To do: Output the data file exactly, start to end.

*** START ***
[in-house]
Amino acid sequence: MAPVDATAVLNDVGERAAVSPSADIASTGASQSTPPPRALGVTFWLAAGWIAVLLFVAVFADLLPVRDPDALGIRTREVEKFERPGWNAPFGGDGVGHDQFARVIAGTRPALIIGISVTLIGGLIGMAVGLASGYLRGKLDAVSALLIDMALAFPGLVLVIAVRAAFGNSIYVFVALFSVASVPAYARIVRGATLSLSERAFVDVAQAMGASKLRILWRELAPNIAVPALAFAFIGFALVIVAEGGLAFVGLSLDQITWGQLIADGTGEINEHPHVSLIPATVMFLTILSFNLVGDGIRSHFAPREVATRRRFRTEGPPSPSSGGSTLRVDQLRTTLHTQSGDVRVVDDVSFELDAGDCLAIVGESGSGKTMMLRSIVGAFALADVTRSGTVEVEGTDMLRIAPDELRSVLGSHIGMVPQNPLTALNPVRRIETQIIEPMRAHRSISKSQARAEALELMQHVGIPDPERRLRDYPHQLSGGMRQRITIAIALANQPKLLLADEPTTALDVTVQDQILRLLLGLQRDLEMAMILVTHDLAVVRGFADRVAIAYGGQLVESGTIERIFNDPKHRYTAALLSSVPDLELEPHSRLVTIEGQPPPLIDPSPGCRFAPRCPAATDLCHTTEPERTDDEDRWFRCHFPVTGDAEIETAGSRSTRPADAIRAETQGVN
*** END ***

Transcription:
[in-house]
Amino acid sequence: MAPVDATAVLNDVGERAAVSPSADIASTGASQSTPPPRALGVTFWLAAGWIAVLLFVAVFADLLPVRDPDALGIRTREVEKFERPGWNAPFGGDGVGHDQFARVIAGTRPALIIGISVTLIGGLIGMAVGLASGYLRGKLDAVSALLIDMALAFPGLVLVIAVRAAFGNSIYVFVALFSVASVPAYARIVRGATLSLSERAFVDVAQAMGASKLRILWRELAPNIAVPALAFAFIGFALVIVAEGGLAFVGLSLDQITWGQLIADGTGEINEHPHVSLIPATVMFLTILSFNLVGDGIRSHFAPREVATRRRFRTEGPPSPSSGGSTLRVDQLRTTLHTQSGDVRVVDDVSFELDAGDCLAIVGESGSGKTMMLRSIVGAFALADVTRSGTVEVEGTDMLRIAPDELRSVLGSHIGMVPQNPLTALNPVRRIETQIIEPMRAHRSISKSQARAEALELMQHVGIPDPERRLRDYPHQLSGGMRQRITIAIALANQPKLLLADEPTTALDVTVQDQILRLLLGLQRDLEMAMILVTHDLAVVRGFADRVAIAYGGQLVESGTIERIFNDPKHRYTAALLSSVPDLELEPHSRLVTIEGQPPPLIDPSPGCRFAPRCPAATDLCHTTEPERTDDEDRWFRCHFPVTGDAEIETAGSRSTRPADAIRAETQGVN